What is Life Design?

To give you an idea of how the life design process works, here is a rough outline, a quick road map. Because the process is highly interactive and iterative, it will change but is likely to contain these guideposts.

The underlying idea is the VAST process from permaculture design:

Vision
We don’t learn to create a vision for our life, so this step is as much about learning how to vision as it is about coming up with the actual vision. There are two elements to our vision: Our world and our lives. My approach to life design is grounded in a larger vision: The world we would like to live in. Once you have at least sketched a world vision, we envision the role(s) you play in that vision.

For your personal vision, we’ll start with a “day in your life” scenario and then build on that. This step also involves gaining clarity about your core values and needs. The key will be to let yourself imagine a life that meets your most important needs.

If we discover that there is something in your vision you would like to try, we’ll brainstorm how that might look like in a small step. Maybe there is a class you could take to explore that aspect. Or maybe there is a small change you can implement to find out what happens.

Assessment
The goal of the assessment step is to figure out where you are in relation to your vision. We’ll look at aspects where you are close and where you might have a far way to go. We’ll take a look at all the components in your life and how they interact. We’ll assess if these components complement each other or not.

We’ll also assess potential roadblocks, constraints, and obstacles, which can include inner and outer barriers to change. This step also involves loads of learning to accept where you are. It is okay to currently live far away from your vision! You can view what you have tried so far as one big learning experiment. You now know a slew of things you can avoid doing if you want to live closer to your vision.

If you have started taking small steps toward changes, we’ll assess how those changes are working out for you. Maybe the class showed that you don’t really want to become a nun or monk. Or you realized that you absolutely love jewelry making and have great skill for it. Either way, we will have more information about what works for you and what might not.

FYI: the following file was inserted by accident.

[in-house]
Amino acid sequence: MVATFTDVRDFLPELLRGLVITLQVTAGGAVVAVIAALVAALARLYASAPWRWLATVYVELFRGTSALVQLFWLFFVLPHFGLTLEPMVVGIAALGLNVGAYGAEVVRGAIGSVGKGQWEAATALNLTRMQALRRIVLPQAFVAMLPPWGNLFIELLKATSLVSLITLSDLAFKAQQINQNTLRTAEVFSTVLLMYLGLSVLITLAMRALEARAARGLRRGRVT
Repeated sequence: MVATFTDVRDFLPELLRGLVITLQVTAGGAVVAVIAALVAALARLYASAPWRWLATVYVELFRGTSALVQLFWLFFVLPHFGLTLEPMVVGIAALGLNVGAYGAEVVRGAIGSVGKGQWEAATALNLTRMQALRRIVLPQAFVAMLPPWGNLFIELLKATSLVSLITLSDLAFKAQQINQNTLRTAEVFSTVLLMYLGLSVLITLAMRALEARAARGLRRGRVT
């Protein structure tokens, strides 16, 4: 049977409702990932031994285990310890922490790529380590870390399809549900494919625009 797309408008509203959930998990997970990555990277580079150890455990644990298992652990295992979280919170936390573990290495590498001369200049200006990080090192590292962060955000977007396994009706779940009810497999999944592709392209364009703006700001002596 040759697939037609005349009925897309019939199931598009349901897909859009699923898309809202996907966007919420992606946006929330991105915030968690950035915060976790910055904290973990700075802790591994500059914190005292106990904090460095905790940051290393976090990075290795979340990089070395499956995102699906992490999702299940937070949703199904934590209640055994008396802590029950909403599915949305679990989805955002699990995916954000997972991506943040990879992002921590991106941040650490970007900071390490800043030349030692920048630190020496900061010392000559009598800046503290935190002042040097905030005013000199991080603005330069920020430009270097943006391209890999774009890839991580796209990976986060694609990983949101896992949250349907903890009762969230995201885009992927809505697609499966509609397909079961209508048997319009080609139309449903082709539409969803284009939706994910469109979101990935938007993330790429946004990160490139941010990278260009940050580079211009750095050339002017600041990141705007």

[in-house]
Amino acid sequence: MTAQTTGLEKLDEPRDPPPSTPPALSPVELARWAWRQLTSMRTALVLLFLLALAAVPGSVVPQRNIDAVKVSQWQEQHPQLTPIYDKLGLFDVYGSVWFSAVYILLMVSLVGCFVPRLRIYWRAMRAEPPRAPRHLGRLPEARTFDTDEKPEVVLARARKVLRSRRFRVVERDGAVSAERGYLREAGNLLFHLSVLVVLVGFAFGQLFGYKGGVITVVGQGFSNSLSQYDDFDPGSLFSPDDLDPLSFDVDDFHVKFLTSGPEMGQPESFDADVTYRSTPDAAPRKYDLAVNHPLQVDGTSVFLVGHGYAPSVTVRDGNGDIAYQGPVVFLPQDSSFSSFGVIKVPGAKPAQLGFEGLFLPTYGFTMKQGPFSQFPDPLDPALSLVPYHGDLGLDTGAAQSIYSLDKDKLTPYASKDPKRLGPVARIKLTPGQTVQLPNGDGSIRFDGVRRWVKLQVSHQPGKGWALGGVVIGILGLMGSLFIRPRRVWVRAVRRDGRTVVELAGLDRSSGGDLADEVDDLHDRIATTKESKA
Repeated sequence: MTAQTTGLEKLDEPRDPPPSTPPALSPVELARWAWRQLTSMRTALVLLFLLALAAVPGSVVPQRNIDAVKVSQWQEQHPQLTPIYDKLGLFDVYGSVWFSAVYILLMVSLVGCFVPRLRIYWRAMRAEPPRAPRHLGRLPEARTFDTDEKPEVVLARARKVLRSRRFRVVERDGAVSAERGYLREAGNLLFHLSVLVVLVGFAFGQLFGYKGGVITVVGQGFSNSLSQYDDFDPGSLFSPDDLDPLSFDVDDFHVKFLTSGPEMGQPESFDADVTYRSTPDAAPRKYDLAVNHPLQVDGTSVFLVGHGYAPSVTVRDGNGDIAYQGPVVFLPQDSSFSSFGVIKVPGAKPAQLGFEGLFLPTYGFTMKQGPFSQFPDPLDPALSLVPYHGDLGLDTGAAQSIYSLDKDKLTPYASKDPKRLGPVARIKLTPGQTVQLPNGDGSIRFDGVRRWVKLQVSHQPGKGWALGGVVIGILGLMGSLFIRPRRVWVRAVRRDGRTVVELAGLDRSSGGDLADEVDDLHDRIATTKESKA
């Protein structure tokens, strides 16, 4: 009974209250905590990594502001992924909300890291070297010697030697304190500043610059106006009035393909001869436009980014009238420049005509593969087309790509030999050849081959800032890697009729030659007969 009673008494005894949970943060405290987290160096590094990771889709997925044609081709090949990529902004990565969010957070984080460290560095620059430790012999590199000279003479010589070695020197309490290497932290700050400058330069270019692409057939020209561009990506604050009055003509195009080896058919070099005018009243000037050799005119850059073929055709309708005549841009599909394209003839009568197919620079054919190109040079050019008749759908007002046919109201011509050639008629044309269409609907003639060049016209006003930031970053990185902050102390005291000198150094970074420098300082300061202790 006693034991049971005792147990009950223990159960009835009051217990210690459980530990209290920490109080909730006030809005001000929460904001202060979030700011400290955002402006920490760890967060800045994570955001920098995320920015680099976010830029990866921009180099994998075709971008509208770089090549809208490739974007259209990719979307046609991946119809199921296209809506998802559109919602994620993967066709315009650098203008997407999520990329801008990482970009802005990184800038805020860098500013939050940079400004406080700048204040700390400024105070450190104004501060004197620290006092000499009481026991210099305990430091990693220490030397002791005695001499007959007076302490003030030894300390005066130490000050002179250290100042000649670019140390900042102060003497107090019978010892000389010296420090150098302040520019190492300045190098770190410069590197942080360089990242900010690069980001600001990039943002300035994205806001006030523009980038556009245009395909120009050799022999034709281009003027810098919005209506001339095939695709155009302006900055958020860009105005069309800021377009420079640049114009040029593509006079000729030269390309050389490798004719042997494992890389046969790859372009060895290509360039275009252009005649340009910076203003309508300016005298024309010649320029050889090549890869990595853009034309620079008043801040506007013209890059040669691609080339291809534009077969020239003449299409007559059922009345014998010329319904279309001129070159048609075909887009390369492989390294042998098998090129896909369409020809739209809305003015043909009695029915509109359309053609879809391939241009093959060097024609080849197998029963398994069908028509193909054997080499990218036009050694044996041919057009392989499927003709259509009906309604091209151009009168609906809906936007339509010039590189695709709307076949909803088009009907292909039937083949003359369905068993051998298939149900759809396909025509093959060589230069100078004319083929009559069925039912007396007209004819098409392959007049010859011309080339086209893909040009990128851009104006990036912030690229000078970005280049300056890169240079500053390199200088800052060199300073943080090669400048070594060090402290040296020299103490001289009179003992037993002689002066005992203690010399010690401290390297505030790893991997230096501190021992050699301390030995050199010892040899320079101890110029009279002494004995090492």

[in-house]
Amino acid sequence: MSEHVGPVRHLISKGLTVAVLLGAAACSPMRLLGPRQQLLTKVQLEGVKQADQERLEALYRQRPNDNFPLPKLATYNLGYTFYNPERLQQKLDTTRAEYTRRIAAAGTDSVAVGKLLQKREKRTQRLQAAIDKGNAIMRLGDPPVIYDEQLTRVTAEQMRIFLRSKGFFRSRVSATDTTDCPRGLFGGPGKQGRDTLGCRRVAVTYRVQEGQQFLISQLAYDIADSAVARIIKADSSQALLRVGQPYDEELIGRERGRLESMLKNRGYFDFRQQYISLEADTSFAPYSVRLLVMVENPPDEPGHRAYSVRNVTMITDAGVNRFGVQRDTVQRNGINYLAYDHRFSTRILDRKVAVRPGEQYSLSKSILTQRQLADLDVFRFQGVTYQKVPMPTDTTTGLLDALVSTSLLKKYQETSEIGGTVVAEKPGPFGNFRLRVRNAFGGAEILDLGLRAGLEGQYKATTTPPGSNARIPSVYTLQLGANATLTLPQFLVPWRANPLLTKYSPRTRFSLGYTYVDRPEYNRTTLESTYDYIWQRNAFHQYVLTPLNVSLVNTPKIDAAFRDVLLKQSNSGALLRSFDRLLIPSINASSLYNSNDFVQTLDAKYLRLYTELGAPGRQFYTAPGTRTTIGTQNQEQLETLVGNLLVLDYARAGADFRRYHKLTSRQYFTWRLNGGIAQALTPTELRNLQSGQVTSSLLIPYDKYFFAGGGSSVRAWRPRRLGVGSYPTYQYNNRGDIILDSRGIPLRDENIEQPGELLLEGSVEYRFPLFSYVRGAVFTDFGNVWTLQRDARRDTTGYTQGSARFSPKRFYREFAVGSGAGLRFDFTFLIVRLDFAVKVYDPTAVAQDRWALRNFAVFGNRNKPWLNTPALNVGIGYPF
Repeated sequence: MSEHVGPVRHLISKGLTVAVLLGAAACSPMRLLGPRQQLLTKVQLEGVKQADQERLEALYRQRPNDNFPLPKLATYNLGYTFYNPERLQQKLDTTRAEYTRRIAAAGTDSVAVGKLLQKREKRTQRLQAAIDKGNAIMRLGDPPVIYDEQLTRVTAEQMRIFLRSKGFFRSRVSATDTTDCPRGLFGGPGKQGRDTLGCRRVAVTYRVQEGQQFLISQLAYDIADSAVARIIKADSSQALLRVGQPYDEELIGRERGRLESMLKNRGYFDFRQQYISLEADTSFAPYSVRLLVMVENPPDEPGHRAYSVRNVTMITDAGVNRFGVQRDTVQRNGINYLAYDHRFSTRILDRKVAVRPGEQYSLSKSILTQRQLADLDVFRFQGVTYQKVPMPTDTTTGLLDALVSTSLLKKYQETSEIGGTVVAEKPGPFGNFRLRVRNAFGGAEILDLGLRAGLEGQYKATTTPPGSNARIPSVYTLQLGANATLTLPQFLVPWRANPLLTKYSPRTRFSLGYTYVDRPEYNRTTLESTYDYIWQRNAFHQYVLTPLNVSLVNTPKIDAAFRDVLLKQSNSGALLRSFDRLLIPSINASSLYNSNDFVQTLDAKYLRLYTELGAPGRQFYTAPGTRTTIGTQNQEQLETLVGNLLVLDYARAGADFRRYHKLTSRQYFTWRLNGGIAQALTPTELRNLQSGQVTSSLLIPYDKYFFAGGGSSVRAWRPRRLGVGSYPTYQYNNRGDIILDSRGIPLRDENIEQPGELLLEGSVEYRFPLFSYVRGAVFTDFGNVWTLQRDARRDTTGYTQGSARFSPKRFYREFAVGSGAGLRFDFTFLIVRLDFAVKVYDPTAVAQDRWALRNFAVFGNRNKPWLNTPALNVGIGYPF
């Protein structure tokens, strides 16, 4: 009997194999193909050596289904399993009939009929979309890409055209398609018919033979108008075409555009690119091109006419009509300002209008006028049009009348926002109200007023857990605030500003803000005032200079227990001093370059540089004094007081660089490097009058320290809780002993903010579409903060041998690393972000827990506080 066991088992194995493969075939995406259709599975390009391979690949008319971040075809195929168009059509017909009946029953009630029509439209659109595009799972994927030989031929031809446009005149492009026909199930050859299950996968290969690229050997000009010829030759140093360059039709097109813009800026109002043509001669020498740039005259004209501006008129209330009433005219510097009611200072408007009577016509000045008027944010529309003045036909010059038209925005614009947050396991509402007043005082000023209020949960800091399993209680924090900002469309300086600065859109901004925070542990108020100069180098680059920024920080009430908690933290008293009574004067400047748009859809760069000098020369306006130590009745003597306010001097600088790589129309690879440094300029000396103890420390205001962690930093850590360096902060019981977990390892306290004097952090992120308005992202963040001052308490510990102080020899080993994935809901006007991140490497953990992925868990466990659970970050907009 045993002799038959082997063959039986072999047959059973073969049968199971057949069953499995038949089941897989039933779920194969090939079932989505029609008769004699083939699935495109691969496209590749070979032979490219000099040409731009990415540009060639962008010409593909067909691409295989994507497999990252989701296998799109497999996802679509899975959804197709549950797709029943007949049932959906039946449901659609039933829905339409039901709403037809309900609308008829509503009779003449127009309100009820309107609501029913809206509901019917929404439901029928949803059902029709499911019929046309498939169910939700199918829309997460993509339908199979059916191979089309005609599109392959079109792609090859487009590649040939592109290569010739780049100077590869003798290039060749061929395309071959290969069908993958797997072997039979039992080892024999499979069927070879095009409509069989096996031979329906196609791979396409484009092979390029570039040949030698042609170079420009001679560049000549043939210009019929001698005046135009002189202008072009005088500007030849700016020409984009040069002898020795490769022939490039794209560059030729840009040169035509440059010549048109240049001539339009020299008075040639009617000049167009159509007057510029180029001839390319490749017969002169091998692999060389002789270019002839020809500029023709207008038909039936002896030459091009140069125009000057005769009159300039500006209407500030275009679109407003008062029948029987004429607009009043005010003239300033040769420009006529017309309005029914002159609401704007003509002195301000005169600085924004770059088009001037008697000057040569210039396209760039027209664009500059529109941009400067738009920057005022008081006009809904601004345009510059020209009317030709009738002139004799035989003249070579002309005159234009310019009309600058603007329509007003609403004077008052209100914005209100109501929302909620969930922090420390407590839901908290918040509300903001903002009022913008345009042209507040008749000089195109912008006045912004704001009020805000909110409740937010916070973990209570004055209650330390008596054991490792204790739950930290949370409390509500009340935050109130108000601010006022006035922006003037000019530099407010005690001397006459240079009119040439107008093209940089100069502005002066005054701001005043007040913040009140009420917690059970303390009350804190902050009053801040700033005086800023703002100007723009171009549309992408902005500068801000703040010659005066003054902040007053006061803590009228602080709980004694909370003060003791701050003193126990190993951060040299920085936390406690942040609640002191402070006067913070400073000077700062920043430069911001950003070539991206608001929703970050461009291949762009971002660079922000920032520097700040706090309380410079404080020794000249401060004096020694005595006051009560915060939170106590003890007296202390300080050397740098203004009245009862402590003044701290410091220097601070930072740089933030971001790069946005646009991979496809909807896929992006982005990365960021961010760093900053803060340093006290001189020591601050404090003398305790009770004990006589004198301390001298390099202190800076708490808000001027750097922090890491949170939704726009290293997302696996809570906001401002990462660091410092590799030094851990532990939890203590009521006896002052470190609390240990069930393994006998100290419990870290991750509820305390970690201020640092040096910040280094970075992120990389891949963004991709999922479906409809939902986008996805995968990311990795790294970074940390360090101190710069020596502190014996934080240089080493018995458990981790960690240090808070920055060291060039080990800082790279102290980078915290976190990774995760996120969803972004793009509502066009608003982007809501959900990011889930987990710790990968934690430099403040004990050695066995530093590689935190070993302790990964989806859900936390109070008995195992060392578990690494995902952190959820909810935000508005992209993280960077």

Strategies
Once you feel comfortable with your vision and your assessment, we’ll brainstorm strategies: How can you move from here to there? The idea is to come up with lots of different ways for you to get to your vision. Some of them might work better given potential roadblocks and constraints. Others might be completely unfeasible.

Timeline
Changing our lives, even a little bit, can be very, very scary. It can help to have a specific plan – full of little steps – that we intend to complete within a certain timeframe. That class you want to take? Let’s commit that you do that by the end of the year. You want to learn to meditate? You can do a 28-day program in the next month to see if you like it.

If these steps seem overwhelming, remember that we’ll start small, the process is completely iterative, and we won’t write anything in stone. The first permaculture principle is “observe & interact,” which essentially captures the idea of a sophisticated trial-and-error process. You try something, observe the effects, and adjust as necessary. If you find something that works – great! If you find something that doesn’t work – great! Both give you valuable information that you can build on.

The important thing in this process is to be patient with yourself. Making changes is exciting but scary. Starting with small steps can lead to bigger changes that you feel much more comfortable with.

The most important thing, though, is to have fun! This process gives you the permission to try out new things and see what happens. Have some fun with it!

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